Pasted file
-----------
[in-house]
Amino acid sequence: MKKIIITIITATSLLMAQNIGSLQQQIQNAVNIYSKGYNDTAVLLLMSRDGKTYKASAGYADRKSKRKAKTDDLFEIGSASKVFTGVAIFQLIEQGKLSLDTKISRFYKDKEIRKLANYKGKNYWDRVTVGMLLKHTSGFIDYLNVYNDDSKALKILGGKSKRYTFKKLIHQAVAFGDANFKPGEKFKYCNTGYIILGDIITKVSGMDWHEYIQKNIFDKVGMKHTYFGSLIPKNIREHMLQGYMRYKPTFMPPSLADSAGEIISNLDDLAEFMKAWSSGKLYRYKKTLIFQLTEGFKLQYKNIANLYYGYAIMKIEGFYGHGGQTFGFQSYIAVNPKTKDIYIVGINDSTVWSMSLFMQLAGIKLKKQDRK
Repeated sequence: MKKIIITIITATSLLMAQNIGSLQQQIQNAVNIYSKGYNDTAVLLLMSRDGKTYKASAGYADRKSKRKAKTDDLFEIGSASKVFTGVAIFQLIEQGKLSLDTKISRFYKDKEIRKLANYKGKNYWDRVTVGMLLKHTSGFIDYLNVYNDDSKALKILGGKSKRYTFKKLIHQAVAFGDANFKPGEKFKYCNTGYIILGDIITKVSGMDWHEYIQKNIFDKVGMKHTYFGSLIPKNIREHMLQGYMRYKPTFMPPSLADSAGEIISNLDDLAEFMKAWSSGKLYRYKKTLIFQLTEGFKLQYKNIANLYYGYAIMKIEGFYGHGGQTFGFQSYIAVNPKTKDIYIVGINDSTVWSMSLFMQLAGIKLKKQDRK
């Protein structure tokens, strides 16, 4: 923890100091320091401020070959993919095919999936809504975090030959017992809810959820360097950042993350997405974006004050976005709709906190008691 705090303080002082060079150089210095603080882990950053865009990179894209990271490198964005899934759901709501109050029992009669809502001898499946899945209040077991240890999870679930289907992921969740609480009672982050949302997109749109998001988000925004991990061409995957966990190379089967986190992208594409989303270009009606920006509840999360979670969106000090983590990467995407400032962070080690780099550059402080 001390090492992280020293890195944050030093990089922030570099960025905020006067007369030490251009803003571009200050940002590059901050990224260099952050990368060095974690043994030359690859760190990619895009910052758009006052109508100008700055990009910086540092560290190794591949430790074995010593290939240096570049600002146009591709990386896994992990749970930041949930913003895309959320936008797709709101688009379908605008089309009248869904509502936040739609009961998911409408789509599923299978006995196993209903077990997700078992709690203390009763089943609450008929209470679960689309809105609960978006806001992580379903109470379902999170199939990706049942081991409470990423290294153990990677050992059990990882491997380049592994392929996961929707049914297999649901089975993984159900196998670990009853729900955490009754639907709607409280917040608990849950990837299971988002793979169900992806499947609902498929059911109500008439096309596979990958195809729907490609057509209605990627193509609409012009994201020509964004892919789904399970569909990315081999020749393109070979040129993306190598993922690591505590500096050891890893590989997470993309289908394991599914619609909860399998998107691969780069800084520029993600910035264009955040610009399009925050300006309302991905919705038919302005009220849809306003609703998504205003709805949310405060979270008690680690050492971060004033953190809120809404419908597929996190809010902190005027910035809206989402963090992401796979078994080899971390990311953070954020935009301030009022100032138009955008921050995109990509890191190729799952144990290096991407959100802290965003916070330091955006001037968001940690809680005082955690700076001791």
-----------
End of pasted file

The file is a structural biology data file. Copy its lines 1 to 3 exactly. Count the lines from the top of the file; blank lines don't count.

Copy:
[in-house]
Amino acid sequence: MKKIIITIITATSLLMAQNIGSLQQQIQNAVNIYSKGYNDTAVLLLMSRDGKTYKASAGYADRKSKRKAKTDDLFEIGSASKVFTGVAIFQLIEQGKLSLDTKISRFYKDKEIRKLANYKGKNYWDRVTVGMLLKHTSGFIDYLNVYNDDSKALKILGGKSKRYTFKKLIHQAVAFGDANFKPGEKFKYCNTGYIILGDIITKVSGMDWHEYIQKNIFDKVGMKHTYFGSLIPKNIREHMLQGYMRYKPTFMPPSLADSAGEIISNLDDLAEFMKAWSSGKLYRYKKTLIFQLTEGFKLQYKNIANLYYGYAIMKIEGFYGHGGQTFGFQSYIAVNPKTKDIYIVGINDSTVWSMSLFMQLAGIKLKKQDRK
Repeated sequence: MKKIIITIITATSLLMAQNIGSLQQQIQNAVNIYSKGYNDTAVLLLMSRDGKTYKASAGYADRKSKRKAKTDDLFEIGSASKVFTGVAIFQLIEQGKLSLDTKISRFYKDKEIRKLANYKGKNYWDRVTVGMLLKHTSGFIDYLNVYNDDSKALKILGGKSKRYTFKKLIHQAVAFGDANFKPGEKFKYCNTGYIILGDIITKVSGMDWHEYIQKNIFDKVGMKHTYFGSLIPKNIREHMLQGYMRYKPTFMPPSLADSAGEIISNLDDLAEFMKAWSSGKLYRYKKTLIFQLTEGFKLQYKNIANLYYGYAIMKIEGFYGHGGQTFGFQSYIAVNPKTKDIYIVGINDSTVWSMSLFMQLAGIKLKKQDRK